Chief of US Naval Operations Admiral John Richardson gave his thoughts to a major US policy think tank on Wednesday, focusing on how the US should approach encounters with Chinese and Russian naval forces on the high seas.
Richardson referred to these kinds of showdowns, like one that happened between a Chinese and American destroyer in the South China Sea last year when the two warships came within a couple dozen yards of each other, as "gray-zone" conflicts.
"[T]he Chinese navy is growing; there's going to be more opportunities where we meet," Richardson said, "and so these rules are going to be operative more and more. We should approach each other all the way down to the tactical level, our front-line commanders, in ways that actually make it easy for us to adhere to these rules of behavior."
"[F]irst of all, we do have an operational construct that is designed to minimize the chance of miscalculation when two of our ships meet on the high seas," said Richardson, who is the highest-ranking officer of the Navy. That rulebook is called the Code of Unplanned Encounters at Sea, but the admiral said more structure was needed for these "gray-zones."
"So let's not be obstructing one another, driving our ships in front of one another, throwing obstacles in front of the ship. Let's just be biased towards making it easy," Richardson said, according to USNI. "[T]hese rules have to apply to all of the forces — so it can't just be the People's Liberation Army Navy to which they apply, but it's also got to be the [China] Coast Guard, and it's also got to be the Maritime Militia, and everybody's got to abide by these. Being more insistent about those would be a good first start."
China's Maritime Militia has played a key role in its expansion and marking of claims on South China Sea islands in recent decades, and the irregular forces have frequently been on the front lines of quarrels with other nations' fishing vessels in the region, Foreign Affairs noted. However, Beijing claims those ships and crews aren't controlled by the People's Liberation Army-Navy, which makes regulating their conduct difficult, the South China Morning Post reported.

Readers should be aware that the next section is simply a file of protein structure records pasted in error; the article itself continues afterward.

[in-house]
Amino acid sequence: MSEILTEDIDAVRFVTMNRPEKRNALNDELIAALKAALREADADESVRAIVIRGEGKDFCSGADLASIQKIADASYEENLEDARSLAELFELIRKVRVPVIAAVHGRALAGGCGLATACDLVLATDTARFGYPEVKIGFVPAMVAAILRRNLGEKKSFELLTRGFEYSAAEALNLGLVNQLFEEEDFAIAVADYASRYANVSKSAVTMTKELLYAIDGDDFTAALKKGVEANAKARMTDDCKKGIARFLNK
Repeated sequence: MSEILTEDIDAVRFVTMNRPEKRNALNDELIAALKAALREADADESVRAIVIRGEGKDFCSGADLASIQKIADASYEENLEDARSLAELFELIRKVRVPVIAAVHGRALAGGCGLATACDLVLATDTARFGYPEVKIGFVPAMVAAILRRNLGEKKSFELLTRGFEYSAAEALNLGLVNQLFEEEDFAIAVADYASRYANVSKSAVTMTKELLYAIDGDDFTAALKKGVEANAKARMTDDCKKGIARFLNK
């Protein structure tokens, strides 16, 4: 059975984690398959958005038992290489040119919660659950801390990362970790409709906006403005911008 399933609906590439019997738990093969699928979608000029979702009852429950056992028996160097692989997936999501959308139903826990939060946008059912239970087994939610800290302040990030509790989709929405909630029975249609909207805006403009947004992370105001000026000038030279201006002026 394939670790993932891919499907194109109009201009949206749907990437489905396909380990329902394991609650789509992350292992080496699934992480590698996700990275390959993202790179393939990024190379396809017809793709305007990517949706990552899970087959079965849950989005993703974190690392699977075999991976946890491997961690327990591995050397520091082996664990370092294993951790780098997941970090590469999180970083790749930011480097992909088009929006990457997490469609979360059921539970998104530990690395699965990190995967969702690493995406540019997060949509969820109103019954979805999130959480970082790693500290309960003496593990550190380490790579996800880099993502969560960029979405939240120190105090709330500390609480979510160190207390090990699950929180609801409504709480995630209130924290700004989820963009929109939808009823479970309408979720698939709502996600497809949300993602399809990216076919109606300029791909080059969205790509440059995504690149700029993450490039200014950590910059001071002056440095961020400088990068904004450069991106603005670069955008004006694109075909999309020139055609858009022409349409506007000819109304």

Richardson said the Automatic Identification System (AIS) could serve as the basis for such an arrangement.
AIS is "a shipboard broadcast system that acts like a transponder… that is capable of handling well over 4,500 reports per minute and updates as often as every two seconds. It uses Self-Organizing Time Division Multiple Access (SOTDMA) technology to meet this high broadcast rate and ensure reliable ship-to-ship operation," according to a US Coast Guard information sheet.
"[J]ust putting in some of these enforcement mechanisms makes it harder to play fast and loose with the rules," the admiral said. "But you've got to make a move to enforce those things. I think a lot of that structure exists, it's just we've got to be a little more muscular in enforcing it."
Finding a way to regulate encounters between the two navies is a pressing need because of the frequency with which they come into contact in the waterway. As the US doesn't recognize Chinese claims to most of the islands in the South China Sea, it regularly violates what China considers to be its domestic waters by conducting what it calls "Freedom of Navigation Operations." The PLAN challenges US ships or those of its allies, such as the UK and Japan, as they conduct these operations, and the episodes can be quite intense.
Both the US and China, as well as their allies, have staged major military exercises in the sea in recent years, including such shows of force as flying nuclear-capable bombers through the waterway and staging live-fire drills.
The waterway is no small prize, either. Aside from the estimated $3 trillion in trade that passes through it annually, there's estimated to be 11 billion barrels of untapped oil and 190 trillion cubic feet of natural gas underneath its sea floor, National Interest noted. Six nations have laid claim to some parts of the sea, including China, Taiwan, Philippines, Brunei, Malaysia and Vietnam.